Synaptotagmin-1 regulates synaptic vesicle fusion, but little is known about the remaining syt isoforms. Syt-pHluorin reporters are used to show that only two syts are on synaptic vesicles, whereas other isoforms are selectively targeted to dendrites, axons, or both axons and dendrites, where they undergo exocytosis and endocytosis with distinct kinetics.
The synaptotagmins (syts) are a family of molecules that regulate membrane fusion. There are 17 mammalian syt isoforms, most of which are expressed in the brain. However, little is known regarding the subcellular location and function of the majority of these syts in neurons, largely due to a lack of isoform-specific antibodies. Here we generated pHluorin-syt constructs harboring a luminal domain pH sensor, which reports localization, pH of organelles to which syts are targeted, and the kinetics and sites of exocytosis and endocytosis. Of interest, only syt-1 and 2 are targeted to synaptic vesicles, whereas other isoforms selectively recycle in dendrites (syt-3 and 11), axons (syt-5, 7, 10, and 17), or both axons and dendrites (syt-4, 6, 9, and 12), where they undergo exocytosis and endocytosis with distinctive kinetics. Hence most syt isoforms localize to distinct secretory organelles in both axons and dendrites and may regulate neuropeptide/neurotrophin release to modulate neuronal function.
During oogenesis in Drosophila, the phagocytic engulfment protein Ced-6 recognizes the atypical endocytic sorting signal within the vitellogenin receptor Yolkless. Because Ced-6 displays all of the features of an authentic clathrin adaptor, an unrecognized clathrin dependence for Ced-6/Gulp operation during phagocytosis is possible.
Clathrin-mediated endocytosis and phagocytosis are both selective surface internalization processes but have little known mechanistic similarity or interdependence. Here we show that the phosphotyrosine-binding (PTB) domain protein Ced-6, a well-established phagocytosis component that operates as a transducer of so-called “eat-me” signals during engulfment of apoptotic cells and microorganisms, is expressed in the female Drosophila germline and that Ced-6 expression correlates with ovarian follicle development. Ced-6 exhibits all the known biochemical properties of a clathrin-associated sorting protein, yet ced-6–null flies are semifertile despite massive accumulation of soluble yolk precursors in the hemolymph. This is because redundant sorting signals within the cytosolic domain of the Drosophila vitellogenin receptor Yolkless, a low density lipoprotein receptor superfamily member, occur; a functional atypical dileucine signal binds to the endocytic AP-2 clathrin adaptor directly. Nonetheless, the Ced-6 PTB domain specifically recognizes the noncanonical Yolkless FXNPXA sorting sequence and in HeLa cells promotes the rapid, clathrin-dependent uptake of a Yolkless chimera lacking the distal dileucine signal. Ced-6 thus operates in vivo as a clathrin adaptor. Because the human Ced-6 orthologue GULP similarly binds to clathrin machinery, localizes to cell surface clathrin-coated structures, and is enriched in placental clathrin-coated vesicles, new possibilities for Ced-6/Gulp operation during phagocytosis must be considered.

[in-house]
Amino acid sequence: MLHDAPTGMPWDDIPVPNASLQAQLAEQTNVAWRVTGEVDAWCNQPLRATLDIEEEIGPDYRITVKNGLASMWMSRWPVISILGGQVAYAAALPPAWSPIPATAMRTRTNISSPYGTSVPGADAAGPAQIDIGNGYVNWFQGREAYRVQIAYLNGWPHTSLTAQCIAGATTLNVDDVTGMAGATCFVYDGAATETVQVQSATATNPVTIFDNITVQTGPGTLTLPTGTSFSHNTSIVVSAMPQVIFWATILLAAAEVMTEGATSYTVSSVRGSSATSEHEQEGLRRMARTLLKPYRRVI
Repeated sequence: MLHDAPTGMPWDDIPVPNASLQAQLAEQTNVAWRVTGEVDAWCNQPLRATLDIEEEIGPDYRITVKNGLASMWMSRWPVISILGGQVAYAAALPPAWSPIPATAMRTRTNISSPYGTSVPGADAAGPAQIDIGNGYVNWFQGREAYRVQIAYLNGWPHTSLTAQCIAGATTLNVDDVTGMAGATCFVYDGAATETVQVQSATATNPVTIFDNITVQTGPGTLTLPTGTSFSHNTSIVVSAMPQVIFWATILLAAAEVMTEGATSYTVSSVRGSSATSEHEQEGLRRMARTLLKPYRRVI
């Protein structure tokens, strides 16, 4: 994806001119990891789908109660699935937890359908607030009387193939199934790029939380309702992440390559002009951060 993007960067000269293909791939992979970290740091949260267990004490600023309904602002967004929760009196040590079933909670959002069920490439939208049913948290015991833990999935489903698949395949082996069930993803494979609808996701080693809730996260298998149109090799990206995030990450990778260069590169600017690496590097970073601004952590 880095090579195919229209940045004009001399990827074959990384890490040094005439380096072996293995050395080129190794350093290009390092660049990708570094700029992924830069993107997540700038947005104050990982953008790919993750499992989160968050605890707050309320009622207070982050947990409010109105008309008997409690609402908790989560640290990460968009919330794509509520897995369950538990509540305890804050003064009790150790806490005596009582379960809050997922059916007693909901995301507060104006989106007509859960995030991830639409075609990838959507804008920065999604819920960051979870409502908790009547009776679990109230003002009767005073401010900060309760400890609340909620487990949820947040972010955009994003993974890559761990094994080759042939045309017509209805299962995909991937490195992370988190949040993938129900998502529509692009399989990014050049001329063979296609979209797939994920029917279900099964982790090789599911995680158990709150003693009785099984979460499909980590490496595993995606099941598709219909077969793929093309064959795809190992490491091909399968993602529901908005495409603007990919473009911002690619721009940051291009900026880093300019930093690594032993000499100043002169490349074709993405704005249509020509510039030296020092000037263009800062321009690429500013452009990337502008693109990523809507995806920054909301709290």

A molecular dissection of contractile vacuole (CV) discharge shows that Rab8a is recruited to the CV a few seconds before the exocyst. Together they tether it to the plasma membrane and commit it to fusion. GTP hydrolysis is necessary for vacuole detethering, a process in which LvsA, a protein of the Chédiak–Higashi family, plays a crucial role.
Water expulsion by the contractile vacuole (CV) in Dictyostelium is carried out by a giant kiss-and-run focal exocytic event during which the two membranes are only transiently connected but do not completely merge. We present a molecular dissection of the GTPase Rab8a and the exocyst complex in tethering of the contractile vacuole to the plasma membrane, fusion, and final detachment. Right before discharge, the contractile vacuole bladder sequentially recruits Drainin, a Rab11a effector, Rab8a, the exocyst complex, and LvsA, a protein of the Chédiak–Higashi family. Rab8a recruitment precedes the nucleotide-dependent arrival of the exocyst to the bladder by a few seconds. A dominant-negative mutant of Rab8a strongly binds to the exocyst and prevents recruitment to the bladder, suggesting that a Rab8a guanine nucleotide exchange factor activity is associated with the complex. Absence of Drainin leads to overtethering and blocks fusion, whereas expression of constitutively active Rab8a allows fusion but blocks vacuole detachment from the plasma membrane, inducing complete fragmentation of tethered vacuoles. An indistinguishable phenotype is generated in cells lacking LvsA, implicating this protein in postfusion detethering. Of interest, overexpression of a constitutively active Rab8a mutant reverses the lvsA-null CV phenotype.